Yonnondio — Anita

I don’t know if I’m on this weeks blog special, but I was thinking I would post anyways.

A discussion question I would like to bring to the table is…

What are some key symbolic moments/images/phrases, to you as the reader, essential to communism, move from modernism, a call for arms/rebellion, or anything else that stood out to you several times throughout a chapter or as a whole?

For me (I’ll steal the easiest) two examples are the images of the fist in the first 3ish chapters:

1. In her first cameo (when the text indented) during the address to the company,

2. And in her cameo of the guy Jim worked with, forgot his name, at the end Olsen uses the fist as a rebellious force.

We talked a little about this in class, but I was wondering if there were any other repeating images you noticed throughout the text symbolically representing social context….

GO!

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4 thoughts on “Yonnondio — Anita

  1. The example of Tracy’s defiance and the personification of God-job is a perfect example of a powerful image that helps define this novel as a whole. In that passage, Olsen attempts to dispel every “rumor” and “legend” about the benfits of capitalism and the value of the individual worker. Tracy is a symbol for the naive American worker who has yet to open his eyes to the harshness of the world and the true importance of money. He believes that a man’s worth is determined by his principles, not his check book. Along that line, he believes principles alone will be enough to help him survive the cruel times of the Depression. Olsen uses Tracy’s defiance as a way to illustrate the futility of the one man revolt, choosing instead to advocate a global revolt by all workers. It is the most openly Marxist passage in the novel, and our best indication as to what Olsen’s real motives behind writing this novel might have been. Great question.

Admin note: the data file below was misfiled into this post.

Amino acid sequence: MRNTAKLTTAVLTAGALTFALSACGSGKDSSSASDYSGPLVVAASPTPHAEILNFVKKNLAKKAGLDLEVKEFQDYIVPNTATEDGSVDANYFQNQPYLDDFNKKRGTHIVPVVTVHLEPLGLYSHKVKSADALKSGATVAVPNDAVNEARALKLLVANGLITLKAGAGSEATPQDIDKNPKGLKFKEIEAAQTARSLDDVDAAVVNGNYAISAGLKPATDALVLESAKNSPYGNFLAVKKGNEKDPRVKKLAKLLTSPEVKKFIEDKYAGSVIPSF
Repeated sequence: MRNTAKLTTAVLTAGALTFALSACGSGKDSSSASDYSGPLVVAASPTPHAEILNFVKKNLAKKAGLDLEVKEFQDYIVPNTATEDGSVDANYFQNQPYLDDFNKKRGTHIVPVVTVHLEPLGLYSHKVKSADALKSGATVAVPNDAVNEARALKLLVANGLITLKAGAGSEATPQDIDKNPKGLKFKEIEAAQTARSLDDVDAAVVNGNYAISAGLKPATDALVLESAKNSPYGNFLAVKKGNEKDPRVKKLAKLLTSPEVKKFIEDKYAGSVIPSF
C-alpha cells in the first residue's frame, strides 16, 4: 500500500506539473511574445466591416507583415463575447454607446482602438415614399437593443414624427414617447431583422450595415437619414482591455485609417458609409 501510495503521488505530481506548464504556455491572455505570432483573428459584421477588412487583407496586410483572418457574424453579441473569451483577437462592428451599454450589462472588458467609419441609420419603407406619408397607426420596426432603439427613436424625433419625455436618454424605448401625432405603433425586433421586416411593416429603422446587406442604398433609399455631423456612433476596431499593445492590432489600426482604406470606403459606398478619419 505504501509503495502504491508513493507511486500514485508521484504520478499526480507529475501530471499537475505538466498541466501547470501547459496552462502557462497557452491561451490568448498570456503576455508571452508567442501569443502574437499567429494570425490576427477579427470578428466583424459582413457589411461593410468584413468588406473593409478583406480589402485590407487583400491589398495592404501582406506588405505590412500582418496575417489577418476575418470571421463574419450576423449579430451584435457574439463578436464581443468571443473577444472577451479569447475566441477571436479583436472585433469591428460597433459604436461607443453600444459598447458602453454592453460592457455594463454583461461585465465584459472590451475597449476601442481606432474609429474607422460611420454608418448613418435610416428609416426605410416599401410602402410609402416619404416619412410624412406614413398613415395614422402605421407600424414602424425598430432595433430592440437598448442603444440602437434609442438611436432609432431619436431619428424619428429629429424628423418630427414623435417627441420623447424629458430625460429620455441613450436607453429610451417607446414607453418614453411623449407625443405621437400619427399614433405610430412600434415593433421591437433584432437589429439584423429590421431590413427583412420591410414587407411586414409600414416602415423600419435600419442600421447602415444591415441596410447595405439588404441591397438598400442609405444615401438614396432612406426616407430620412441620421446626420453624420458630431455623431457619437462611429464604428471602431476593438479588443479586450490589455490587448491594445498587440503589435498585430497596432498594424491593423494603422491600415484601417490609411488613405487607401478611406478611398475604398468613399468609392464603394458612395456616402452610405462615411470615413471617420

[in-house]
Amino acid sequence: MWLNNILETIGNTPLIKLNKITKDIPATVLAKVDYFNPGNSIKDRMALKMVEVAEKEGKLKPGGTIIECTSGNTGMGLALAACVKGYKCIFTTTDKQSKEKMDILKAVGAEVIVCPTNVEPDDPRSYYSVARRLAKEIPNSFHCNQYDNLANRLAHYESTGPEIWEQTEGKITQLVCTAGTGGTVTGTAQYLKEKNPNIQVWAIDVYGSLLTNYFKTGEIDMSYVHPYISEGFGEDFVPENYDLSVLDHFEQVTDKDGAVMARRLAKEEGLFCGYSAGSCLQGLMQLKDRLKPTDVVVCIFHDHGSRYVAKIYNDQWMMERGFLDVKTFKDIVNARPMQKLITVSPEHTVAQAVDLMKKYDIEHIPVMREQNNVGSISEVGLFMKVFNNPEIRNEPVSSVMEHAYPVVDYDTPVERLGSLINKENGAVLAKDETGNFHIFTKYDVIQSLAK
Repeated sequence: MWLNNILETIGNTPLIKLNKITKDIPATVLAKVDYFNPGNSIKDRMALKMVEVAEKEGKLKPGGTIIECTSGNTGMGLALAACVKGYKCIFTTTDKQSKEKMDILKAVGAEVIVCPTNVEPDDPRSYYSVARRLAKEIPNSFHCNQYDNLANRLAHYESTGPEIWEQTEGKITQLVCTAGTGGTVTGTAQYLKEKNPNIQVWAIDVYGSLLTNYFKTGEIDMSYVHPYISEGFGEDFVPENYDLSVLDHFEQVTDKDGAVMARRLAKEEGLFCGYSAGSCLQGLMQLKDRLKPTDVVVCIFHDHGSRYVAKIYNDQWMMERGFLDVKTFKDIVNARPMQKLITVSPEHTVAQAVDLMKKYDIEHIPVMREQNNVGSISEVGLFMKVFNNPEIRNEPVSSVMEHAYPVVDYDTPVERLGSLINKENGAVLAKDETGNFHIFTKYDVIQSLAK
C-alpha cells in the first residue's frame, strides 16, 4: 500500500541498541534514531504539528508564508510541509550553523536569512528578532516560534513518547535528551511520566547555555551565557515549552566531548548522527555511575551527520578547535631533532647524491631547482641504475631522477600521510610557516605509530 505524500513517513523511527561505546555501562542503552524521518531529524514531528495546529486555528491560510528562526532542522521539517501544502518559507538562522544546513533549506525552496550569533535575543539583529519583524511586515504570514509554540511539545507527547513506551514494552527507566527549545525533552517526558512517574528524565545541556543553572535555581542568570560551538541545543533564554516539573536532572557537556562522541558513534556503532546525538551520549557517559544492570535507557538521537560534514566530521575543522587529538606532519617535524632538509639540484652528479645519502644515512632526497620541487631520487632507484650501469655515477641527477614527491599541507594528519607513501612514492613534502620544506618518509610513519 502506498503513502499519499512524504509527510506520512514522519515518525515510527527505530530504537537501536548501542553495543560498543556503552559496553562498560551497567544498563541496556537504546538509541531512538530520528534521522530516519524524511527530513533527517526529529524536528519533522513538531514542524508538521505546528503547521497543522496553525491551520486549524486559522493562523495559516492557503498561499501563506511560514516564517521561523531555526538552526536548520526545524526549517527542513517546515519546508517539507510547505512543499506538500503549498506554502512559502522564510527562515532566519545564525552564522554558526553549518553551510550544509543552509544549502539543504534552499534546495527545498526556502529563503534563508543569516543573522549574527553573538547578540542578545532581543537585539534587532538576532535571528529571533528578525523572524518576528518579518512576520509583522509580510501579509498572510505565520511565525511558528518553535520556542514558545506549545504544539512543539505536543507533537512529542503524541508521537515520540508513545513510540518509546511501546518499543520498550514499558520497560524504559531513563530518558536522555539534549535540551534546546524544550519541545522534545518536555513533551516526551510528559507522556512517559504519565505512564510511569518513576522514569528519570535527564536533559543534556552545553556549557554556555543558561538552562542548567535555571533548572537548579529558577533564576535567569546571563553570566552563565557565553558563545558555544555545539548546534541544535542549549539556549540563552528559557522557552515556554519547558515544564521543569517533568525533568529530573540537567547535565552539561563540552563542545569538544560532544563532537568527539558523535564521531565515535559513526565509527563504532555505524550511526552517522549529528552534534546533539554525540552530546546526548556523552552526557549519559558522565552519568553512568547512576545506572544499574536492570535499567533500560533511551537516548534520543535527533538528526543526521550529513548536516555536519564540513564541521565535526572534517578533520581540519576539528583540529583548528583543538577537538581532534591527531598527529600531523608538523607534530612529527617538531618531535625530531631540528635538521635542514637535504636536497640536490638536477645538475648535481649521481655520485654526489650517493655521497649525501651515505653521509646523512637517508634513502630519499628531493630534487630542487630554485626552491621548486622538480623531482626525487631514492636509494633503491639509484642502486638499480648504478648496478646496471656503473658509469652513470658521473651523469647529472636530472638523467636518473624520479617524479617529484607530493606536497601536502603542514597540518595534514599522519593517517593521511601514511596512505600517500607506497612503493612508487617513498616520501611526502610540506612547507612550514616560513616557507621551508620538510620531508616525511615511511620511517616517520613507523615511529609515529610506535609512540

-Brenden

  2. I found it interesting (and sad) how much violence and anger there was between the individual members of the family. Not only was the family persecuted by society and the economy, but also at home, the one supposed place of safety. I am not really sure the significance of all this displaced aggression. Perhaps it was just to show the anger that oppression causes. And to emphasis that the bourgeoisie must collectively funnel their aggression to accomplish change because individual aggression only leads to more disunity.
    I’m not for sure if this is relevant to Anita’s question or not, but it particularly stood out to me throughout the entirety of the novel.

  3. Could the title possibly have communist implications? We discussed in class how it is a reference to a Walt Whitman poem, but I was thinking that there may be several significant similarities between these two works of literature. I read through Whitman’s Yonnondio and on line stood out in particular in regards to this subject:

    I see swarms of stalwart chieftains, medicine-men, and warriors,
    As flitting by like clouds of ghosts, they pass and are gone in the
    twilight

    It may be a stretch, but I would argue that these vanished professions indicate the movement away from capitalism and towards collective government. If this were true, then the title would be very fitting.

    ZT

  4. I’m with Christina on this one….. It was amazing to see how angry the family members were. There was no easy way for them to communicate with each other. Yet, the whole time in my reading I was expecting something to click for them and to start acting as a family. But, I do believe that no matter how much love there is in the air, if there is no money on the table, all hope for a better life vanishes.

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